POWERS: When I took to Twitter Monday to apologize for my lack of grace in the public square, many people expressed concern that I would stop speaking with moral clarity on important issues. This is not my goal. I will continue to stand on the side of equality and justice, but also mercy and grace. My goal is to speak in a way that remembers the humanity of everyone involved.
...[That] includes Trump supporters whom I, in an attempt to raise awareness of the issue of white privilege, not too long ago regrettably characterized as uniformly racist for voting for him. Not exactly a conversation starter.
Are Trump supporters "uniformly racist?" They are if you read a lot of the work our own angry tribe presents. According to many of our own tribe's "thought leaders," Those People Are All Just Alike.
For the record, much of our tribe's mandated work is also factually bogus. Our tribunes play those games all day, even Over Here.
In her column, then in her book, Powers has apologized for many things she said and did down through the years. We've been sorry to learn about the amount of turmoil she has experienced during her years in the cable news wars, but ugly, deeply stupidified discourse takes a toll on us all.
We assume that Bette Midler is a good, decent person. By way of contrast, her recent tweet was the deeply unhelpful product of a long, ongoing war.
Tomorrow, we're going to ask you to think about the ways we may get misled Over Here. In the process, we'll suggest the possibility of rethinking Kyle Rittenhouse—who's just 18, after all.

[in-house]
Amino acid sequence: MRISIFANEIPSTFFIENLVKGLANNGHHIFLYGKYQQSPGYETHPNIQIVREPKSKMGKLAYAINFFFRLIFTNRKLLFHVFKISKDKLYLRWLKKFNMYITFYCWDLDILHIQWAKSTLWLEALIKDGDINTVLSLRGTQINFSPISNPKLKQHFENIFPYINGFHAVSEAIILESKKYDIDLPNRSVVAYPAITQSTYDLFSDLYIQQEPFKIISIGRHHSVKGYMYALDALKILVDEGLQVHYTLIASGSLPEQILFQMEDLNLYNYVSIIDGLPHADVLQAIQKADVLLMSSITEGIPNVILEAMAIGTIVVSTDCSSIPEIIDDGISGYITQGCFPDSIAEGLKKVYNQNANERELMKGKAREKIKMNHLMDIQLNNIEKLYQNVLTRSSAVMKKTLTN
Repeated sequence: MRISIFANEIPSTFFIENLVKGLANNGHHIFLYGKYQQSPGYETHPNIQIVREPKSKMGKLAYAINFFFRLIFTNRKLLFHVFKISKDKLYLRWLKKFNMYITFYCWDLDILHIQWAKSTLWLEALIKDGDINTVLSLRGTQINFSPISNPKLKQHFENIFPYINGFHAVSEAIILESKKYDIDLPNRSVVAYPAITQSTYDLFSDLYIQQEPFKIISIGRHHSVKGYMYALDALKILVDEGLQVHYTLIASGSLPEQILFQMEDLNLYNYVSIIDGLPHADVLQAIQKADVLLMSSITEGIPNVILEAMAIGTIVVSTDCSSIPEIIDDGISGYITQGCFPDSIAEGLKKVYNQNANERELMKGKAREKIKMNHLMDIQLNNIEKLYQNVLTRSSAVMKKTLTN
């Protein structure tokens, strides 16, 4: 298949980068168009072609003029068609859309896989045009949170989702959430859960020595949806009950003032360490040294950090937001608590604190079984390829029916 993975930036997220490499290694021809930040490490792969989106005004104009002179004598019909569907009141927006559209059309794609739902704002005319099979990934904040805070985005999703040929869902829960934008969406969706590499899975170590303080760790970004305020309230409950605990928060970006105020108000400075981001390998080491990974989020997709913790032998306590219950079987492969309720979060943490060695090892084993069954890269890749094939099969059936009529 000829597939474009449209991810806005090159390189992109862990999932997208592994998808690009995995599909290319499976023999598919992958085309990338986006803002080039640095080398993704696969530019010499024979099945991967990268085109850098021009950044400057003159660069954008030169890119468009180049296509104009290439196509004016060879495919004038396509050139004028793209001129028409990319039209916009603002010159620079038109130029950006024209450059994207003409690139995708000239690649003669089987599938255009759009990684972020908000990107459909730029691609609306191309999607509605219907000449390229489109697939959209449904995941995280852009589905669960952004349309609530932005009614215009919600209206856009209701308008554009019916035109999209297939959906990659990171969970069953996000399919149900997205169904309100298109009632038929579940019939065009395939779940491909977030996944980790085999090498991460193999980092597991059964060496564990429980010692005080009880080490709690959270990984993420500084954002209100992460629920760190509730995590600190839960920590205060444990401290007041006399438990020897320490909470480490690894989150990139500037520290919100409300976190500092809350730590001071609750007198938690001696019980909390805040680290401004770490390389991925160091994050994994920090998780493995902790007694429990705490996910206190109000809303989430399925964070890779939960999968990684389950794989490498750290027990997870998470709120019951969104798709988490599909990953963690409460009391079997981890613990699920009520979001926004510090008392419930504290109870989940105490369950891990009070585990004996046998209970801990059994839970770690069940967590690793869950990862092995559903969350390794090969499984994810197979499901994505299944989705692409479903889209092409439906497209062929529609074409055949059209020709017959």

Beyond that, we'll ask you to think about the late Joseph Rosenbaum, the first person Rittenhouse shot and killed in Kenosha that night. Rosenbaum, a human being, was also a mentally ill, presumably dangerous person who was chasing Rittenhouse through the streets, having earlier threatened to kill him.
(One was lugging a fire extinguisher. Do we know which one that was?)
Two nights ago, we saw Professor Cobb seem to say that Rittenhouse had been chasing Rosenbaum through the streets that night. In such ways, the people we're inclined to trust may be inclined to mislead us, perhaps in the unthinking, reflexive ways Powers has discussed.
Our tribes are invested in churning out demons. Such conduct is bogus, unhelpful. It's the stuff of an onrushing war, an onrushing war which decent people are perhaps unlikely to win.
Tomorrow: There but for fortune! Rosenbaum, Rittenhouse, Trump